Whether dogs actually know that word is their name remains a mystery. However, we know that dogs understand when they are meant.
Names are extremely strong bonds, and not just for people. Most dogs and people carry their name with them for life.
Teaching your dog his name is primarily important in order to be able to address him and draw his attention to you.
Also, this name creates a sense of belonging in the dog. Belonging to the family is especially important for dogs.
We have created a step-by-step guide that will take you and your dog by the hand and paw.
If you are also wondering:
Can you rename a dog?
How long does it take for a dog to respond to its name?
Then read this article.
In a nutshell: teaching puppies names – this is how it works
Most puppies you buy from the breeder already know their names. If that’s not the case, it’s not the end of the world.
Here you will find a short version of how you can teach your puppy, but also an adult dog, its name.
Pick a name. We just use “Collin” here.
Address your dog “Collin.”
As soon as your dog looks at you with interest, you reward him.
Keep repeating this until he understands that “Collin” means look, this is important to you.
Once that’s in place, you can connect “Collin” directly to “Here.”
Teaching your dog its name – you still have to keep that in mind
Although the instructions are fairly simple, there are a few things that you or other family members could do wrong.
Not enough reward
Tell children in particular how the exercise works and first of all only you do this exercise.
Your dog must be rewarded with absolute consistency every time he responds.
On the other hand, if your dog is called too many times without getting anything in return, he will dismiss the command as “useless” and stop responding.
Dog doesn’t listen to its name
Overall there are three reasons for this:
- Your dog is too distracted.
- Your dog is being addressed incorrectly.
- Your dog doesn’t get a reward.
In the first case, you need to practice in a much quieter environment. Start exercising at home.
Second, teach other family members how to pronounce the name correctly. Collin is a great example of this.
I pronounce my dog, who is otherwise called Collin, like this: “Colin”. My Spanish friend pronounces it “Cojin” because the double L sounds like a J in Spanish.
Of course, Collin doesn’t react reliably this way – so it’s important that you explain how you want your dog’s name to be pronounced.
And last but not least: reward as much as you can!
You don’t have to turn your dog into a little treat Moby Dick for that. You can also just play with him or get mad when he responds to his name.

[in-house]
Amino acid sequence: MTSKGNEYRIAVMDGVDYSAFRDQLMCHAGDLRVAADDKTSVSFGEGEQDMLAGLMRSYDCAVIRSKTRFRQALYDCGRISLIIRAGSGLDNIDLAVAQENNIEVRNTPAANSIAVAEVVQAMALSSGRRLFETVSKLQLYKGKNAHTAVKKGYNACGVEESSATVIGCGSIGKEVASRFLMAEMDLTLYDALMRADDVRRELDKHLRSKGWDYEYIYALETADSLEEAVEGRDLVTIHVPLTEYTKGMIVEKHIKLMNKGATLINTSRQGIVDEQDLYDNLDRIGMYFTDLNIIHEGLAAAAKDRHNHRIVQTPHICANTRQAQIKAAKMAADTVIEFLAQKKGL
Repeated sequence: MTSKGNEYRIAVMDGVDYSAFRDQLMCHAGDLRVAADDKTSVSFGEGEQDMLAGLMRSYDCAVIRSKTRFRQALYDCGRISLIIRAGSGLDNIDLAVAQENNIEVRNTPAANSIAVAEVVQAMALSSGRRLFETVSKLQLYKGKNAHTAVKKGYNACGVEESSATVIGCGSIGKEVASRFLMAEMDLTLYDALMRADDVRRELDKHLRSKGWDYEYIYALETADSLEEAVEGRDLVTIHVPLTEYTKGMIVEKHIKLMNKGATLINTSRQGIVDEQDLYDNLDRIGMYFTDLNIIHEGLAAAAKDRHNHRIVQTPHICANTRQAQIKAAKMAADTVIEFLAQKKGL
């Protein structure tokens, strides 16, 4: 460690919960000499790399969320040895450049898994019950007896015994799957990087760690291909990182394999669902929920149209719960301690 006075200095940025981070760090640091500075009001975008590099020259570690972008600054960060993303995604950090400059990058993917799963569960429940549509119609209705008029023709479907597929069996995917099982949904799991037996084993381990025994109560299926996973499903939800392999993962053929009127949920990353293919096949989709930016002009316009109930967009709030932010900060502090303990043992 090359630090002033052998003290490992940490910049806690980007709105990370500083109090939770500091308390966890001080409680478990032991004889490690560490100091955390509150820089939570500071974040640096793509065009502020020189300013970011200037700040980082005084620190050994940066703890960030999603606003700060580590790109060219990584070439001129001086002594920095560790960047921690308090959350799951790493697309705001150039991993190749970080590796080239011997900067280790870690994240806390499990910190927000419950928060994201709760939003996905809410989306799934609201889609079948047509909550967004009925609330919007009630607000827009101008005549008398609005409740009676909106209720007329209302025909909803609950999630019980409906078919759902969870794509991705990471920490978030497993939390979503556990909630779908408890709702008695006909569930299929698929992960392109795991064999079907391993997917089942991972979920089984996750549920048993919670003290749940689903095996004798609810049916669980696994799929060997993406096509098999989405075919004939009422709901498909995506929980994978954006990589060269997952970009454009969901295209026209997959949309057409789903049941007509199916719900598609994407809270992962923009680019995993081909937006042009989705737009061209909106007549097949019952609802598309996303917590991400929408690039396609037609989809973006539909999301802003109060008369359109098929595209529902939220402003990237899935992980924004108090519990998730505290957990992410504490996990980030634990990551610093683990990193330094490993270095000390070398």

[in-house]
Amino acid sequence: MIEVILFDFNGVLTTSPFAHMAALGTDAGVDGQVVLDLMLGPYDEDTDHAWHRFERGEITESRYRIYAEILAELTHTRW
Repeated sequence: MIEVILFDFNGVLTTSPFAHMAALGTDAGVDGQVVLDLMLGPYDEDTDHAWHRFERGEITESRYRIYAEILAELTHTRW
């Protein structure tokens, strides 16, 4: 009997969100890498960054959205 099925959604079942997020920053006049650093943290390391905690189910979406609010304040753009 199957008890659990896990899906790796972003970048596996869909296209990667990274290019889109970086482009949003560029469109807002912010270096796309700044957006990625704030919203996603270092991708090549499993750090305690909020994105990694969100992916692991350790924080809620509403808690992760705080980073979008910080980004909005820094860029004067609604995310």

Sometimes dogs just like to test how serious you actually mean it.
Especially naturally dominant dogs sometimes do not react on purpose.
Then, make sure to give your dog more explicit praise when he responds.
Also, make sure you have the upper hand. You can practice this by going for a walk, among other things.
Little bonus: teach the dog names of people
You can theoretically teach your dog the name of his cuddly toys, what your mother’s name is, what the neighbor’s name is, …
For this you proceed as follows:
Hold what you want to name in front of your dog.
As soon as he nudges the stuffed animal or the human, you say the name and reward him.
Later you can say something like “Find Mama!” saying. Your dog will then learn that “Mama!” should be nudged and go on a search.
How long will it take…
…until your dog will understand his own name or recognize a new name as his own.
Since every dog learns at a different rate, the question of how long it takes can only be answered vaguely.
It usually doesn’t take that long for your dog to respond to his name. Calculate that you will need about 5 training sessions of 10-15 minutes each.
Step-by-step guide: Teaching the dog its name
Before we start, you should know what tools you can use for the step-by-step instructions.
You will definitely need treats or toys.
Anything that makes friends with your dog and is considered a reward may be used.
You choose a name.
Wait until your dog isn’t looking at you.
Call him by his name.
If he responds, give him a treat or other reward.
Repeat this until your dog responds immediately.
If that works well, let him come to you right after the name.
This exercise also works if your dog already had a different name. Just practice this until you get the new name.
Reward your dog only when he responds with interest. Avoid rewarding him if only his left ear twitches.
Teaching names is not that difficult!
After a few times, your dog may even come to you on its own.